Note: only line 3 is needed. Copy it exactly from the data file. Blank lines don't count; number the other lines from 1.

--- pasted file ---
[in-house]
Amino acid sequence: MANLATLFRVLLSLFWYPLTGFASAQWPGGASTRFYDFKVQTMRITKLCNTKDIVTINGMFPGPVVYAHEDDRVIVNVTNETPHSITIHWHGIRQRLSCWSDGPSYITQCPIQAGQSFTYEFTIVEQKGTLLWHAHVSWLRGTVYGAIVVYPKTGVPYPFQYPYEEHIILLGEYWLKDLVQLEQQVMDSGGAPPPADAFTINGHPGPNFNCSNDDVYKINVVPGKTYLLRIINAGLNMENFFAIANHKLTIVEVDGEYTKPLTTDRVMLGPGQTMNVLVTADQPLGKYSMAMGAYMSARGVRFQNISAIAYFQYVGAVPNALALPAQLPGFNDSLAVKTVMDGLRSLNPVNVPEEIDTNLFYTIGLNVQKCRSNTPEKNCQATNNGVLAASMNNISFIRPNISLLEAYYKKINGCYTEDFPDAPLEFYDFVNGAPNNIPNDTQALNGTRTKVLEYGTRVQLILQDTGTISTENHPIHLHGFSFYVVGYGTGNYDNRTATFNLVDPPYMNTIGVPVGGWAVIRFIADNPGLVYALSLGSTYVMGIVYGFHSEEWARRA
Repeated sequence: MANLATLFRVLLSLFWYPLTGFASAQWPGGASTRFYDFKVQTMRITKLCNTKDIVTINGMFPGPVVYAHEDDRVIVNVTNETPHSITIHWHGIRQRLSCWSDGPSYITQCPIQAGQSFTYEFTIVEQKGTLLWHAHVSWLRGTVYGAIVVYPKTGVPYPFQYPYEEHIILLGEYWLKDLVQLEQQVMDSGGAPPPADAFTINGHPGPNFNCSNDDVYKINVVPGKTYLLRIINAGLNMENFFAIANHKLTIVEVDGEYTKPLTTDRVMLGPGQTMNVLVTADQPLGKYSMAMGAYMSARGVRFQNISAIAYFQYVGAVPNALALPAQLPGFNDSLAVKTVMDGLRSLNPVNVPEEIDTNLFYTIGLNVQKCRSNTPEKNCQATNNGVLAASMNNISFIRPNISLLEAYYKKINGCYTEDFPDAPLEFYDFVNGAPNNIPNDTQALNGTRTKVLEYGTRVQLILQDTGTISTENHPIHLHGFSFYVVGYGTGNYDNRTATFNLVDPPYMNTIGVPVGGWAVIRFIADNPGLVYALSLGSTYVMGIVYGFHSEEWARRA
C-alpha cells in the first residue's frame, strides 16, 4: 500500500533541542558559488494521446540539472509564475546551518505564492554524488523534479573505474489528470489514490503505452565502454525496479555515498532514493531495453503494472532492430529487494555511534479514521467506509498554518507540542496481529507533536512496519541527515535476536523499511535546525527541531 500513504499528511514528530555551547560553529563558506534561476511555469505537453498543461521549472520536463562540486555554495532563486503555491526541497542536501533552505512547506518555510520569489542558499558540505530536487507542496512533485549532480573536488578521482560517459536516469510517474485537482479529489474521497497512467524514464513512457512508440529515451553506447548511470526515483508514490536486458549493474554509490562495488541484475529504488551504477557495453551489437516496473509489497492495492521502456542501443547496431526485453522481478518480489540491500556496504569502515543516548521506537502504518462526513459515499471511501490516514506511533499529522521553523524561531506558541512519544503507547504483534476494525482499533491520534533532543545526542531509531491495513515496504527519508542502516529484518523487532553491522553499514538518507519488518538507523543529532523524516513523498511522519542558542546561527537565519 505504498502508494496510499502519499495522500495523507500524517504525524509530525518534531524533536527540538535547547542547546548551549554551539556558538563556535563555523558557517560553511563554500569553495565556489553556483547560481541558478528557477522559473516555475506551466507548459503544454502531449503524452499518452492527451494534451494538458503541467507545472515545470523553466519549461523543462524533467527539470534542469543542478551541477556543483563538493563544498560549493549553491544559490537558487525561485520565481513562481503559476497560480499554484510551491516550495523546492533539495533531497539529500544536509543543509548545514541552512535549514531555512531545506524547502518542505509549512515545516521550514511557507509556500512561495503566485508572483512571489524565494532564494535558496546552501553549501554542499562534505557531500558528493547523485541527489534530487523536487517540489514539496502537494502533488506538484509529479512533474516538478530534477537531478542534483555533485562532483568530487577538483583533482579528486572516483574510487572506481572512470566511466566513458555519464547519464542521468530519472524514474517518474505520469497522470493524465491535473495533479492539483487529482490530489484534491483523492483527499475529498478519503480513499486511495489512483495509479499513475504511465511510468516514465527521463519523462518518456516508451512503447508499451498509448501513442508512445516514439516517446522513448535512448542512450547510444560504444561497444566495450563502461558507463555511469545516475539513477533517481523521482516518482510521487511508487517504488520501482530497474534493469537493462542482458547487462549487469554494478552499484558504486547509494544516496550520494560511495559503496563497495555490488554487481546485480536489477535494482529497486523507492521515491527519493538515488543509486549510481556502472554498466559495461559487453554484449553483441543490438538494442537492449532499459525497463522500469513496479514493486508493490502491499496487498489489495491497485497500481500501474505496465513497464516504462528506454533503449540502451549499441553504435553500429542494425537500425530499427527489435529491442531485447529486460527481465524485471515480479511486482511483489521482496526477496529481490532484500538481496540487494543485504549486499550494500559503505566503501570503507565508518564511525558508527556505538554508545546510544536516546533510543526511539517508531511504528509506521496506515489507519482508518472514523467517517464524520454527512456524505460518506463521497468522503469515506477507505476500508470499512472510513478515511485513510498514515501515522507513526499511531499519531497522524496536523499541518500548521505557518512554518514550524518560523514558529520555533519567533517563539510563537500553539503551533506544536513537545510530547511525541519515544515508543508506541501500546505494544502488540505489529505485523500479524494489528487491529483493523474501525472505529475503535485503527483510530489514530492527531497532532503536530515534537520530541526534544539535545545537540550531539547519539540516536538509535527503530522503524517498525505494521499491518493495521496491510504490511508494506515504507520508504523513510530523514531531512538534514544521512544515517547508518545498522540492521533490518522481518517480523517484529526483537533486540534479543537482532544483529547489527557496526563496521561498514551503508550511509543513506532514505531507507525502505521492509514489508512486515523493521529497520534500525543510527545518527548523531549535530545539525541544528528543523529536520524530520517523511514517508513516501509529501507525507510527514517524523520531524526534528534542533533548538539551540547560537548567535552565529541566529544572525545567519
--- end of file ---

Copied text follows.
Repeated sequence: MANLATLFRVLLSLFWYPLTGFASAQWPGGASTRFYDFKVQTMRITKLCNTKDIVTINGMFPGPVVYAHEDDRVIVNVTNETPHSITIHWHGIRQRLSCWSDGPSYITQCPIQAGQSFTYEFTIVEQKGTLLWHAHVSWLRGTVYGAIVVYPKTGVPYPFQYPYEEHIILLGEYWLKDLVQLEQQVMDSGGAPPPADAFTINGHPGPNFNCSNDDVYKINVVPGKTYLLRIINAGLNMENFFAIANHKLTIVEVDGEYTKPLTTDRVMLGPGQTMNVLVTADQPLGKYSMAMGAYMSARGVRFQNISAIAYFQYVGAVPNALALPAQLPGFNDSLAVKTVMDGLRSLNPVNVPEEIDTNLFYTIGLNVQKCRSNTPEKNCQATNNGVLAASMNNISFIRPNISLLEAYYKKINGCYTEDFPDAPLEFYDFVNGAPNNIPNDTQALNGTRTKVLEYGTRVQLILQDTGTISTENHPIHLHGFSFYVVGYGTGNYDNRTATFNLVDPPYMNTIGVPVGGWAVIRFIADNPGLVYALSLGSTYVMGIVYGFHSEEWARRA